Not produced by Timbaland…
Patrick St. Michel: No you haven’t.
Jonathan Bogart: I mean on the one hand I’m not invested enough in the greatness of the Seattle alt-rock scene of the ’90s to really be horrified at the self-parody it’s devolved into. On the other hand, it’s really fucking horrifying.
Anthony Easton: Almost too much work to convince people they were never gone in the first place. Think of Eddie Vedder instead, who just worked for decades: for the sake of working, instead of rocking. There is a realization that the retreat and return cycle can be self defeating.
Al Shipley: These old men have been easing into the bathtub for almost three years since they announced their reunion, with tours and compilations and an unearthed outtake single and a soundtrack hit. But now a new album is finally on the horizon, and the damn lead single still feels like a throat-clearing. This kind of bland, self-referential “we’re back!” crap never would’ve flown when their idea of a radio song was called “Spoonman” or “Rhinosaur.”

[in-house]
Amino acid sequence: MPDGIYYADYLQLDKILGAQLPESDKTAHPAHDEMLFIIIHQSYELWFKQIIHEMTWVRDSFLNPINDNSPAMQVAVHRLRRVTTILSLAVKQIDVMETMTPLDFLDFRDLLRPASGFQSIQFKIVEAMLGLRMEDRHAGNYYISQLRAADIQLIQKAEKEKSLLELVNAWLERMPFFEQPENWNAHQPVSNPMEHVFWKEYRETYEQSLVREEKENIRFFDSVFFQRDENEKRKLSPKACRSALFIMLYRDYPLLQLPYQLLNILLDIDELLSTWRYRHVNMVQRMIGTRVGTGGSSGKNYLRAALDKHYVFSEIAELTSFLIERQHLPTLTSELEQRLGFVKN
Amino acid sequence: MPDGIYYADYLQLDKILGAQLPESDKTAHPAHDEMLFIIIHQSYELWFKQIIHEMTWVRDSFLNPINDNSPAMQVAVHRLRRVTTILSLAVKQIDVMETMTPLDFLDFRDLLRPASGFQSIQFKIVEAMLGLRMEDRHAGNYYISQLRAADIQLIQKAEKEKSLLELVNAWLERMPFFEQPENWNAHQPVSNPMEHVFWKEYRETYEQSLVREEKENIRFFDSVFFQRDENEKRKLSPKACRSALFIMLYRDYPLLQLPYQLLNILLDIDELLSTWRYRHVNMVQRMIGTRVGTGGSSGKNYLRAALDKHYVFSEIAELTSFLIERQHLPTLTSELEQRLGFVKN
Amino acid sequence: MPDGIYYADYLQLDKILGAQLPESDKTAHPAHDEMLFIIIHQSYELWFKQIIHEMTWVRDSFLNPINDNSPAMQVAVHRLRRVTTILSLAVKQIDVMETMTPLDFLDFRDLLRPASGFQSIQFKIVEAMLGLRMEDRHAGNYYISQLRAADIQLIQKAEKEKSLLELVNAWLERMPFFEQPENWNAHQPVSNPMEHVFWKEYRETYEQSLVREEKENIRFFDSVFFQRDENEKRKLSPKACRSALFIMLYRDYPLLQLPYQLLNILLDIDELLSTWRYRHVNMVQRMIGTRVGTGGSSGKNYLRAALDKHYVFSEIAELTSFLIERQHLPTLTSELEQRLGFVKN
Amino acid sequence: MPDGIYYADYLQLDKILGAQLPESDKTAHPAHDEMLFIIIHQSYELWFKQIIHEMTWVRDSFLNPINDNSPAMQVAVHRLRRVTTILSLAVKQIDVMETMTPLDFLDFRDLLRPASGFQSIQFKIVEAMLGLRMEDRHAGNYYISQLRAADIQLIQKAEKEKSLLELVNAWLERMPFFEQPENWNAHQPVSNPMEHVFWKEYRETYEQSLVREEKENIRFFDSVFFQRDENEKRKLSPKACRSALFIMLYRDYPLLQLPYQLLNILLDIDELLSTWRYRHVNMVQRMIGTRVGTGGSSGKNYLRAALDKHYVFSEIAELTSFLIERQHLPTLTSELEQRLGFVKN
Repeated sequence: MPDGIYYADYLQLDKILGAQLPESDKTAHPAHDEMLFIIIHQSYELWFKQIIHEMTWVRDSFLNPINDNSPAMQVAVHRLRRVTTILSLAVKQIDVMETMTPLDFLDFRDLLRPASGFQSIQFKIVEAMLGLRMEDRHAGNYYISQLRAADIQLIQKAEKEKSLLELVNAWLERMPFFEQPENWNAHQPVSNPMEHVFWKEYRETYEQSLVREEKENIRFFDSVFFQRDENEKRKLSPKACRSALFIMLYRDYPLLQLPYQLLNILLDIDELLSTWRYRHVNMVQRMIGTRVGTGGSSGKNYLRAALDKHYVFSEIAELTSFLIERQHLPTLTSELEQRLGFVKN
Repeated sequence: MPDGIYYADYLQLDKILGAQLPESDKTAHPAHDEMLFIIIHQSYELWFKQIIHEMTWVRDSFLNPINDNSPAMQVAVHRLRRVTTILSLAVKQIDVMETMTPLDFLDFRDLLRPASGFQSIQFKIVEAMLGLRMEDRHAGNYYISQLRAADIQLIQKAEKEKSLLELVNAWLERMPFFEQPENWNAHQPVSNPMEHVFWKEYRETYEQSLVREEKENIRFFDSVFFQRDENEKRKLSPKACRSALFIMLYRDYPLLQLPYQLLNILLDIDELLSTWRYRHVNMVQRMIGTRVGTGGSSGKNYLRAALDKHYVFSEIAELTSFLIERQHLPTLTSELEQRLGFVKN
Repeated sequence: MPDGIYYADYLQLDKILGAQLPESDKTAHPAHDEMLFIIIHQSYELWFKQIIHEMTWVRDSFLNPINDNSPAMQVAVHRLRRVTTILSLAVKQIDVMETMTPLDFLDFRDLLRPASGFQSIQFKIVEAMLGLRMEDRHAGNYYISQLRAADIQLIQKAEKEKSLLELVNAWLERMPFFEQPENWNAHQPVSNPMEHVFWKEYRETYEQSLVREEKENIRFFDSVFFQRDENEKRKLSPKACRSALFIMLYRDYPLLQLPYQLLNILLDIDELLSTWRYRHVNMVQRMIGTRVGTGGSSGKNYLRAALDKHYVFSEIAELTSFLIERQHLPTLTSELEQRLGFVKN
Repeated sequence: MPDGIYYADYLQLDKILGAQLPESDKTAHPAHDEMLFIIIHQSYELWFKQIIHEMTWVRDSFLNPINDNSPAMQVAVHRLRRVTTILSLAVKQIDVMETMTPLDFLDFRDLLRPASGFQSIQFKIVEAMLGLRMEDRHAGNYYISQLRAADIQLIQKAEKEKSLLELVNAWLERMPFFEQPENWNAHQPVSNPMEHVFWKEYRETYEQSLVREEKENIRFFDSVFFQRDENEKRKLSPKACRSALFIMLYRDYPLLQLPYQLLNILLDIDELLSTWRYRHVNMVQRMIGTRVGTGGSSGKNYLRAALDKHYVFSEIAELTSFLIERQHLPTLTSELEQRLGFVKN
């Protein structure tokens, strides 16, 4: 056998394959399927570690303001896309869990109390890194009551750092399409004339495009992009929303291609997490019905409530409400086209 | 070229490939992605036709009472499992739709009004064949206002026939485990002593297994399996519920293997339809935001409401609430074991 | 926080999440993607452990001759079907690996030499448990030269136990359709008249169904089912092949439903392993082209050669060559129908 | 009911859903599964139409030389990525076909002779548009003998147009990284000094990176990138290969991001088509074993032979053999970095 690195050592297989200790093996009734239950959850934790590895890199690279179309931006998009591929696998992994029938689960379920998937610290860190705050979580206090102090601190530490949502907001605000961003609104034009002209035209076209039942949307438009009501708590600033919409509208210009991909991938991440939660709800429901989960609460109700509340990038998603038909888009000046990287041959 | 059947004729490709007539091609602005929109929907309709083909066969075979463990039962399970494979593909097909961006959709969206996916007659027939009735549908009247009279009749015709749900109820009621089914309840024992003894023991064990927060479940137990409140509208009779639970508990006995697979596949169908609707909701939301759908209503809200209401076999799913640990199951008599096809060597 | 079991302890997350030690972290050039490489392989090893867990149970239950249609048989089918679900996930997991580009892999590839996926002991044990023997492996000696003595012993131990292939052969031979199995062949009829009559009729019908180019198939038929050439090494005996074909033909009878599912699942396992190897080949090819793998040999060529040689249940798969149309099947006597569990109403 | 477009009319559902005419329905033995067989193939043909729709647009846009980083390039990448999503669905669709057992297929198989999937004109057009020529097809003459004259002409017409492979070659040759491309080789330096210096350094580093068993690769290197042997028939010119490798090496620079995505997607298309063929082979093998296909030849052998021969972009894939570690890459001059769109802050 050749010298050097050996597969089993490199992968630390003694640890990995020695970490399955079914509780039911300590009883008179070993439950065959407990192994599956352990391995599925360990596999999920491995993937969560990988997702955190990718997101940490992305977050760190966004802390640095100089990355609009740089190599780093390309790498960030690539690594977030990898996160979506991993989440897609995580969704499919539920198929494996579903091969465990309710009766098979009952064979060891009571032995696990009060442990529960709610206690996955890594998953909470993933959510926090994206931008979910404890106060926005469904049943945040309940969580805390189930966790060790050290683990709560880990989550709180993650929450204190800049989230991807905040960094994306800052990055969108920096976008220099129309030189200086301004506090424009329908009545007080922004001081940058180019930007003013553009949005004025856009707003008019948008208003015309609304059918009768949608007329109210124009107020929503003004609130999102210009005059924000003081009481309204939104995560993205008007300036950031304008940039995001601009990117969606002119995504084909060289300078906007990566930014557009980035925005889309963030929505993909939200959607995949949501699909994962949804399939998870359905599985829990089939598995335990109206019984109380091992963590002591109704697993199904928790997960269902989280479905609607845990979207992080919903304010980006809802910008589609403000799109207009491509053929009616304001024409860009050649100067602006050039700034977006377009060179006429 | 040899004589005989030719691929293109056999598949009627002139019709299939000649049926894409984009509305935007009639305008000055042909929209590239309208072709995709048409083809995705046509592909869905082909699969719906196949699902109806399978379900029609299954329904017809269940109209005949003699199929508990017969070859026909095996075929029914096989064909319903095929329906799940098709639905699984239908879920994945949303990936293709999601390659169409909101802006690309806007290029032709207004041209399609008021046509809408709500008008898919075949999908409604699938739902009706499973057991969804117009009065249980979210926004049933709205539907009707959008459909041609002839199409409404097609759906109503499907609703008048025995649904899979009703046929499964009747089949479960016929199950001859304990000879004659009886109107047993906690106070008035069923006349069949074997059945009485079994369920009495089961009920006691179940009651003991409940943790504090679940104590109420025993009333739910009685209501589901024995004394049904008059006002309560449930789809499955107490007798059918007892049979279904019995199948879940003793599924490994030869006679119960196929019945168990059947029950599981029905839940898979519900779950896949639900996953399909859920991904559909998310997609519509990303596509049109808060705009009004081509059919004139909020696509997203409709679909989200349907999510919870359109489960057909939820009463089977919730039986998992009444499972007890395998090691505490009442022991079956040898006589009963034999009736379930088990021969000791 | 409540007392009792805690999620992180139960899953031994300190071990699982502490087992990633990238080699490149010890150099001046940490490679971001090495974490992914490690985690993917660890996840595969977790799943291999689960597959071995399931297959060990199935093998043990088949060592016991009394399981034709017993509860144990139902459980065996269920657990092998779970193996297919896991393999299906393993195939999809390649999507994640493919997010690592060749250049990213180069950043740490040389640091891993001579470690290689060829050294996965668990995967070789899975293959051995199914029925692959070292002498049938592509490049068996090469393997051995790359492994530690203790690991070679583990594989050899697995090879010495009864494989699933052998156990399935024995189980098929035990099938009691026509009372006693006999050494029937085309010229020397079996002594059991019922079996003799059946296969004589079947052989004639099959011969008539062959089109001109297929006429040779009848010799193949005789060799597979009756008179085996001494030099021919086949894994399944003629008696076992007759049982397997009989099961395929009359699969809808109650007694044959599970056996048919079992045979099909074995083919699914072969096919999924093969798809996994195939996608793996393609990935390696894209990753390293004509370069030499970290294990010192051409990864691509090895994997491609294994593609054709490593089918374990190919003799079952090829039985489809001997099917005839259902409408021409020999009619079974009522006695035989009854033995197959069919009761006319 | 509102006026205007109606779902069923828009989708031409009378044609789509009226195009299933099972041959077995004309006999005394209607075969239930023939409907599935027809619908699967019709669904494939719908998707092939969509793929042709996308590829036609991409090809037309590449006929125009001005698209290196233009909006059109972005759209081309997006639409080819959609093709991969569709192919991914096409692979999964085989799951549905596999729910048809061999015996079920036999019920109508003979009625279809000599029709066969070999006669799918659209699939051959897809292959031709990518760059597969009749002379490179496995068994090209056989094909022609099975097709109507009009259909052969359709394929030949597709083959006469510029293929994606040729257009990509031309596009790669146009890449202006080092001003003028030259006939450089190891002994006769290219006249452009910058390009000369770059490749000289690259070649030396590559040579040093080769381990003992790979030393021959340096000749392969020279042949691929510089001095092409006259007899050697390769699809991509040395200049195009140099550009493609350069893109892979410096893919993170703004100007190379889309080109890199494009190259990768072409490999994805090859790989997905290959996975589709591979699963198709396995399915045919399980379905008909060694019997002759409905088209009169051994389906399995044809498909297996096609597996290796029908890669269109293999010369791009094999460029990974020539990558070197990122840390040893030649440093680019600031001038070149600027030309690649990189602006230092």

Brad Shoup: Cornell hangs onto the riff like a more desperate Diamond Dave, but I know Davey would have dropped five compact comeback nuggets before you could yowl “Velvet Revolver.” I guess I’ll give Chris “tankards and flagons and snifters,” and maybe the conga. Thayil’s higher pitches are the only six-string fun, though.
Josh Langhoff: This slow lob across the plate of the internet and Real Rock DJs is a little embarrassing, like the coworker who comes up and says, “Well, I’m back,” and just stands there grinning while you try to remember his absence. It’s blocky and overly scripted but not bad. Thayil’s riffs are solid, Cornell rattles of a list of Dickensian drinking vessels, and the percussion breakdown tries but it’s still not as weird as Daryl Hall singing along with the guitar solo in this non-comeback album track.
Alfred Soto: A wee bit of throat clearing, and not at all bad. But Soundgarden at its best annoyed in the best sense: an unexpected drum crunch, a gnarled Thayil riff, a surprise Cornell yodel. This is as straightforward as satellite radio post-grunge gets.